Difference Between LCD and LED TVs
Purchasing a new TV can be confusing, especially if you are trying to decide whether to buy an LCD TV or an LED TV, similar to buying a smartphone.
There are a lot of features in newer TVs that want to grab your attention, making it difficult to make a decision on features alone, hopefully the information in this article will give you enough details on the difference between LCD and LED TVs.
The one main important thing to remember though is the display. After all, it will be the centerpiece of your multimedia setup. From playing games to watching movies and shows, your TV is where your eyes will be most of the time once you turn it on.
Checking out televisions for sale at your local shopping mall may be helpful to some degree, since you can see for yourself how accurately the display renders colors and the difference between displays once they’re stacked against each other. Before heading out though, what strikes the buyer is the inevitable choice of buying an LCD TV or LED TV.
Which one between these two types offers better picture quality and which one is the best overall? What offers value for your money and will last longer? It sometimes boils down to one’s preference, and to give you an idea on what you get if you choose to go with an LCD or LED TV, here’s a rundown of some of the major aspects being offered by both.
Technically speaking, an LED TV is also an LCD TV, as the screen on both is a liquid crystal display. An LCD display has two layers of glass that are polarized and joined together, the liquid crystals then pass or block the light to display the television picture.
The crystals do not produce any light as the light comes from a series of lamps at the back of the screen. On an LCD TV, the lamps at the back of the screen are fluorescent lamps, whilst on an LED TV the lights at the back of the screen are Light Emitting Diodes (LED).
There are two types of LED methods used to provide the back lighting to the screen: edge lighting (with or without local dimming) and full array lighting (with or without local dimming). Majority of LED TVs fall in the edge-lit without local dimming category, with the LEDs placed only along the edge of the LCD panel.
It uses “light guides” to illuminate the center and other areas of the screen. Since its introduction a couple of years ago, manufacturers such as Samsung, LG and Sony have come up with a better version: edge lit with local dimming. This variety results in better picture quality, with the black levels becoming darker, providing a visual feast even for those very discerning viewers.
If you want the best in picture quality among LED TVs, technically it will have to be one that has full-array back lighting with local dimming. The individual zones of LEDs can be dimmed or brightened independently, making it more flexible and suitable to an individual’s taste and preference.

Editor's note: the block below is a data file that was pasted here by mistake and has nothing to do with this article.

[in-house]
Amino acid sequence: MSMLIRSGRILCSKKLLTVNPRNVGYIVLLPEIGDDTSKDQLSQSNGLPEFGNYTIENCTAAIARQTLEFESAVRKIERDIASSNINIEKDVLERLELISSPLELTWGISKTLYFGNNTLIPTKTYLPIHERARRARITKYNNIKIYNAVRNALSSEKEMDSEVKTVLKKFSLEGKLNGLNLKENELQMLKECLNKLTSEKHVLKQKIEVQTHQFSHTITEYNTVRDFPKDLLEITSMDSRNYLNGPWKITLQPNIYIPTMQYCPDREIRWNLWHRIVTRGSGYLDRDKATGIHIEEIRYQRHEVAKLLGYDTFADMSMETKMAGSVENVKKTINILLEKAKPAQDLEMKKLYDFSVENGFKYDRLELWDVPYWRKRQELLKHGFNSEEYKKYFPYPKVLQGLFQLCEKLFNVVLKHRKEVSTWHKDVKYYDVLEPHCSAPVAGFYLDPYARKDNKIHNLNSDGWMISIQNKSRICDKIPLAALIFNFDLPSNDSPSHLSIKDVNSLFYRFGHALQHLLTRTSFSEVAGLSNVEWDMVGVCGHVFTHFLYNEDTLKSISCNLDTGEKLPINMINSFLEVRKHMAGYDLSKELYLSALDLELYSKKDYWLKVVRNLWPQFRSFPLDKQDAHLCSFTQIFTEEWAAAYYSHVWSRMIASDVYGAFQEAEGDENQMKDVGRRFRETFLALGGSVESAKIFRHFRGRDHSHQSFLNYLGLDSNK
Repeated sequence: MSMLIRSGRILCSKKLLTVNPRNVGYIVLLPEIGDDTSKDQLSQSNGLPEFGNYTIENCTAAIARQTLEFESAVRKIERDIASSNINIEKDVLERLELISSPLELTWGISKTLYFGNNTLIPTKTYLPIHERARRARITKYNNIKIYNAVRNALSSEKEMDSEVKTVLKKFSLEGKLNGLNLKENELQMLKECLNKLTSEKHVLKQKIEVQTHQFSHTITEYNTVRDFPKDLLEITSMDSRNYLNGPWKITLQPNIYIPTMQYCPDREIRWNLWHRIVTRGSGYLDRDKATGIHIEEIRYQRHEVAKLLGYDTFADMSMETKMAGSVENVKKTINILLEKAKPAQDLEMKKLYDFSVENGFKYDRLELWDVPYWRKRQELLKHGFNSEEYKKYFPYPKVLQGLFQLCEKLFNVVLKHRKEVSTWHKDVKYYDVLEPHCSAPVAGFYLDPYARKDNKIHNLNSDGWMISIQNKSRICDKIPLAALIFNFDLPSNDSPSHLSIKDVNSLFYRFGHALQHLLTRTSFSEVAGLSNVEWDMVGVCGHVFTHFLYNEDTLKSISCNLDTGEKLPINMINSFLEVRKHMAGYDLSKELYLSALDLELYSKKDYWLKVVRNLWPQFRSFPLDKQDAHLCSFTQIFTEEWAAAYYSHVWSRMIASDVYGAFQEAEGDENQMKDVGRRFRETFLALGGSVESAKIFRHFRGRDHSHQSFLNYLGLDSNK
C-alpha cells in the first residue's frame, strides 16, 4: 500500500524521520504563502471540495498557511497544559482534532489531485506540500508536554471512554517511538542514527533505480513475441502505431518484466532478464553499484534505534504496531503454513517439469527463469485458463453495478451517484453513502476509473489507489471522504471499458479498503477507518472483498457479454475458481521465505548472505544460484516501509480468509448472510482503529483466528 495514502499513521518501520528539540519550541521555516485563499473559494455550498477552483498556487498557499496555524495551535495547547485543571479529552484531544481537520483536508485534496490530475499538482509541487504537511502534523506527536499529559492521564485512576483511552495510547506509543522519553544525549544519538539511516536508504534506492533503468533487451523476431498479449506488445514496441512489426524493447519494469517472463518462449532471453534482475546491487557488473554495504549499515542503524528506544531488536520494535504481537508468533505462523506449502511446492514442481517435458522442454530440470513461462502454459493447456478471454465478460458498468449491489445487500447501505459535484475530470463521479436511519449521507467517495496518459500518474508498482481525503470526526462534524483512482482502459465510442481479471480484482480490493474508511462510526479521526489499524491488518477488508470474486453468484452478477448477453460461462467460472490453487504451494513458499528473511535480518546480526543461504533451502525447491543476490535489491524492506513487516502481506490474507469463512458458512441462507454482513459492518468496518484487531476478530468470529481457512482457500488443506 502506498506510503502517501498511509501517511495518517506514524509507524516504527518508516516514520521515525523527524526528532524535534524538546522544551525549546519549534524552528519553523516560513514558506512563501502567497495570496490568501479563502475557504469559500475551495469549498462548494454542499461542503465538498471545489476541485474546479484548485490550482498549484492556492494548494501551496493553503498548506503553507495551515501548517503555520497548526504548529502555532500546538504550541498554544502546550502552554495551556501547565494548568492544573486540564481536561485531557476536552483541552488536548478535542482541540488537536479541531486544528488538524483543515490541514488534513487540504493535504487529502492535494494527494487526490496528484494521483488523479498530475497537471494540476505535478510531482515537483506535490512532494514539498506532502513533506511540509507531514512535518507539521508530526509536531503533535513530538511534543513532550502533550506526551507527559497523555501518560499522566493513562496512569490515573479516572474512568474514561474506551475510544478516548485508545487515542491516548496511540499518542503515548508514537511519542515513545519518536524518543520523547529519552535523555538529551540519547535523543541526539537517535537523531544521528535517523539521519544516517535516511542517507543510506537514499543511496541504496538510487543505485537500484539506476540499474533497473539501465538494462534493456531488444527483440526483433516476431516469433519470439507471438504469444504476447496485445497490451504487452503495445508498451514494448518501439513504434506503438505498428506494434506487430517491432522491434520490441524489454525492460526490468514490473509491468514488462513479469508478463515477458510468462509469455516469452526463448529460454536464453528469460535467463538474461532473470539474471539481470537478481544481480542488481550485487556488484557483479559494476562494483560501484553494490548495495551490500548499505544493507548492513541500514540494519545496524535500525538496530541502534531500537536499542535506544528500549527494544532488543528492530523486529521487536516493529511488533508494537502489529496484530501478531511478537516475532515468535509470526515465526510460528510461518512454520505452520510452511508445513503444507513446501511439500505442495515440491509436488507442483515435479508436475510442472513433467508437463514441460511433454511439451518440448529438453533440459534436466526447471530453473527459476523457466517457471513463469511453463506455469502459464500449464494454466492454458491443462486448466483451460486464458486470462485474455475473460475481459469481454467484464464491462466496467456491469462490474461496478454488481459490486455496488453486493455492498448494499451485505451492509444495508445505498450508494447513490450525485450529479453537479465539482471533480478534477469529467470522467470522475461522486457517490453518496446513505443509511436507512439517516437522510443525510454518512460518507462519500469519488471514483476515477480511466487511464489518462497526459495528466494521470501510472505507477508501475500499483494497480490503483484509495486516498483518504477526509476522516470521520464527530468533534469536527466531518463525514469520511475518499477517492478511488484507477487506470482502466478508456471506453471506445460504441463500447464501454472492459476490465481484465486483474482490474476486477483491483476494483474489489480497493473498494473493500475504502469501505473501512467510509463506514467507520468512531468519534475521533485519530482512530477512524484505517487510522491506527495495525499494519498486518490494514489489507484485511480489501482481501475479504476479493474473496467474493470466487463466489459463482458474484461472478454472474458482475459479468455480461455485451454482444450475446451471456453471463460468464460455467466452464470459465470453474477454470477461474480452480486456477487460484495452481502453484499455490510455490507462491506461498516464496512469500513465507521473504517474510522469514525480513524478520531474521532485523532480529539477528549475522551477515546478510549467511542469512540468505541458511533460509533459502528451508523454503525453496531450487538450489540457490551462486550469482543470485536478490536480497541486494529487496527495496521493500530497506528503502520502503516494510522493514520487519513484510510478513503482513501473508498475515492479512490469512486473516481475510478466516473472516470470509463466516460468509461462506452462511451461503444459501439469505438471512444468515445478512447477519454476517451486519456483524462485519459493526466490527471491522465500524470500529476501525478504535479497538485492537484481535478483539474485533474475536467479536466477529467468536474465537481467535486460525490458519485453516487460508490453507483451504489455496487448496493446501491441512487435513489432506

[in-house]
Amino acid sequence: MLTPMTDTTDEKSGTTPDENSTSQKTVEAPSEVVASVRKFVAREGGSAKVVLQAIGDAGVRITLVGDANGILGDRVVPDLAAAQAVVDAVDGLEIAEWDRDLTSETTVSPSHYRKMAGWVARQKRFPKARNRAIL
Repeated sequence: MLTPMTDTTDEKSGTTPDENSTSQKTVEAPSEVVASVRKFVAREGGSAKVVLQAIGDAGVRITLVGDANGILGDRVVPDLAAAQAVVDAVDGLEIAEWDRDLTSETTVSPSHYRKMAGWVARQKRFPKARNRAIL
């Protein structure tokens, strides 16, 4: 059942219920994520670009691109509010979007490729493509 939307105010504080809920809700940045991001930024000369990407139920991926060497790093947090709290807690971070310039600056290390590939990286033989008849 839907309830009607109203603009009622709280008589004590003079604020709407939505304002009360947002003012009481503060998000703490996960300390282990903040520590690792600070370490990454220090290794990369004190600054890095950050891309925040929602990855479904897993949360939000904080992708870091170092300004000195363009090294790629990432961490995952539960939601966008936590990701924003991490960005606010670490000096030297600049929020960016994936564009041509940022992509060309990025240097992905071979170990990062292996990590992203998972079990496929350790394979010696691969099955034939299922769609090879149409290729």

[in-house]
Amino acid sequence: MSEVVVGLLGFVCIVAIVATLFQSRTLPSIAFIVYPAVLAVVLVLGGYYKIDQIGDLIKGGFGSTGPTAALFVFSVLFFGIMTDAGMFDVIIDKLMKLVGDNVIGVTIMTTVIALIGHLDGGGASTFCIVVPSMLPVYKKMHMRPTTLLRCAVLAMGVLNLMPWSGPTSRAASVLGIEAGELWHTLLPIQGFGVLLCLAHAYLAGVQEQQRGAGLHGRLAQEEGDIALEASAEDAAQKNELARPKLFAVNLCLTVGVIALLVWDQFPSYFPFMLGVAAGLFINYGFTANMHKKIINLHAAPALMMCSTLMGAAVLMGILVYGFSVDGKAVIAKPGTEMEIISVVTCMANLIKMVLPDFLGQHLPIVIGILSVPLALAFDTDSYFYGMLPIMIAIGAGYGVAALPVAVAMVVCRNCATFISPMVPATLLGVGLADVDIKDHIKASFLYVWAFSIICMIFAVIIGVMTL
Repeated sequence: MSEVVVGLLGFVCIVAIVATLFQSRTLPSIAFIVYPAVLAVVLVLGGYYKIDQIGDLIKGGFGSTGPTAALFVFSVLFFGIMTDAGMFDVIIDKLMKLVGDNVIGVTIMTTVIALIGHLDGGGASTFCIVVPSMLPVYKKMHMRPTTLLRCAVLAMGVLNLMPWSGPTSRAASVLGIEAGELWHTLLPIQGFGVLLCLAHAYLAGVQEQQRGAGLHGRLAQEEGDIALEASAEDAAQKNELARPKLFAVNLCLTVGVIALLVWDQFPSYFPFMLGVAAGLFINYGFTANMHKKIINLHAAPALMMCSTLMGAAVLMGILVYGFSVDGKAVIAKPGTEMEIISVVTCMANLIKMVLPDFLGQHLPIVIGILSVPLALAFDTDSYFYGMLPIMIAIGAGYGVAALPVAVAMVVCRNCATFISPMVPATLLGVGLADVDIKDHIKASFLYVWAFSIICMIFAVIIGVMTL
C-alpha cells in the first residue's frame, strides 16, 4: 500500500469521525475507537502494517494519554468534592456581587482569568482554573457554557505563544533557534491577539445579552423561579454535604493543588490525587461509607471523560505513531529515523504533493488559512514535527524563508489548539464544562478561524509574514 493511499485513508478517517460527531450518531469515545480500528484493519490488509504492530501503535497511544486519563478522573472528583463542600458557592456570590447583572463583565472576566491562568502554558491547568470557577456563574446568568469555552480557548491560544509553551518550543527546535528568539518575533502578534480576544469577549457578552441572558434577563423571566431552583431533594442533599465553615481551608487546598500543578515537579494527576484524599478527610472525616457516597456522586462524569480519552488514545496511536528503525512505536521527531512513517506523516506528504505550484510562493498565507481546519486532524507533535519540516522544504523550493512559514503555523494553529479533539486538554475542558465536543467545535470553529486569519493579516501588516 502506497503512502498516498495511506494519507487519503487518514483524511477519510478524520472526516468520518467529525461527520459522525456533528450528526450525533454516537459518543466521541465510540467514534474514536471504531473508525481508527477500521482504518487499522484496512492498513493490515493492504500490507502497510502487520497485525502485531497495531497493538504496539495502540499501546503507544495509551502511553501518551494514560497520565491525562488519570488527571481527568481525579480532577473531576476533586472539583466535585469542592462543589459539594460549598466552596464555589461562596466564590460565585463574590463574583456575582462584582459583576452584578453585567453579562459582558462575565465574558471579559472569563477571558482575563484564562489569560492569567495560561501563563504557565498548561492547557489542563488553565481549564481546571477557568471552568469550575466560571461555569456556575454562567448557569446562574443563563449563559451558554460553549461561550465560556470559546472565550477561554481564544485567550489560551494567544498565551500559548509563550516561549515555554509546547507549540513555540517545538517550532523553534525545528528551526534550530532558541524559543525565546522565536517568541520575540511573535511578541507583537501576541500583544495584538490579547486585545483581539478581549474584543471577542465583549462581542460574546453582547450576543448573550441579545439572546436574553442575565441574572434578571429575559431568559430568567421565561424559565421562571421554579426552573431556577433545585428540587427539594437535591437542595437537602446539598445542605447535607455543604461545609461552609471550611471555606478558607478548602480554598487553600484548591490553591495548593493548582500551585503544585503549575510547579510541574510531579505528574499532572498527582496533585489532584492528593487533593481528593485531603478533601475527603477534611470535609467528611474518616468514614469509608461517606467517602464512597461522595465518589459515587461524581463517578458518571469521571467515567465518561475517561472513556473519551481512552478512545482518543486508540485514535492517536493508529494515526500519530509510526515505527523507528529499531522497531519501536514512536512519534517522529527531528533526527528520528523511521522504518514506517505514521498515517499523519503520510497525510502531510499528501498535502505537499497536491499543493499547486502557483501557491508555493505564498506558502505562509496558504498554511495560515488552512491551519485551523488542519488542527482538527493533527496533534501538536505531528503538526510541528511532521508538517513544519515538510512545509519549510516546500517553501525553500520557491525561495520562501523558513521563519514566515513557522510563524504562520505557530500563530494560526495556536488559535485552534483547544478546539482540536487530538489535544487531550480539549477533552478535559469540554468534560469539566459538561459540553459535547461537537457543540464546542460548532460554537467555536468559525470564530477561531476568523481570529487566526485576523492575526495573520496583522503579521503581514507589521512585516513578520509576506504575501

Comparing side by side, LED TVs generally have better black levels and contrasts than their LCD counterparts. Color accuracy is also slightly better on an LED TV. While LCD TVs are no slouch on color accuracy, compared to an LED TV, the latter has a slight advantage.
Viewing angle is more or less the same on both as this will depend on the glass panel used by the manufacturer. A thicker and higher quality glass panel is expected to provide a better viewing angle.
If power consumption is a major concern then what you need is an energy efficient television. LED TVs get the vote here as it is using less light to display its pictures. These are designed to produce a better quality pictures while also using less power than LCD models.
If the price tag is of major concern, LCD TVs are the obvious choice as their prices have gone down ever since LED TVs started becoming more mainstream.
In terms of size, LED TVs are slimmer compared to LCD TVs but not by much. LED lights can be installed in smaller places, allowing manufacturers to trim out some unnecessary weight. If space is an issue, better to keep those measuring tapes handy before buying your latest TV set.
Planning to hook up your game console to your monitor? LCD TVs in the long run are recommended by many as the better choice since heads-up display (HUD) elements in some video games may create ghostly permanent images on the screen when used for a long time. This is what you call burn-in, which is less likely to happen with LCD TVs. Those who have set up a high-end home theater on their PC may also opt for an LCD TV to avoid the same.
Given these pros and cons of both LCD and LED TVs, it’s really up to the buyer to figure out which suits their needs best. Obviously, LED TVs have the more advanced technology, slightly better picture quality (generally speaking), but comes at a higher price point. LCD TVs remain in production despite the gaining popularity of their LED counterparts and this is because they offer good value given at a lower price, doing so with above average picture quality.
Do take note that setting up your new display properly is one of the first things you’ll need to do before going on a movie marathon to get the best results. Even the most advanced TV set can’t produce that stunning picture quality you’re looking for if it’s not set up properly.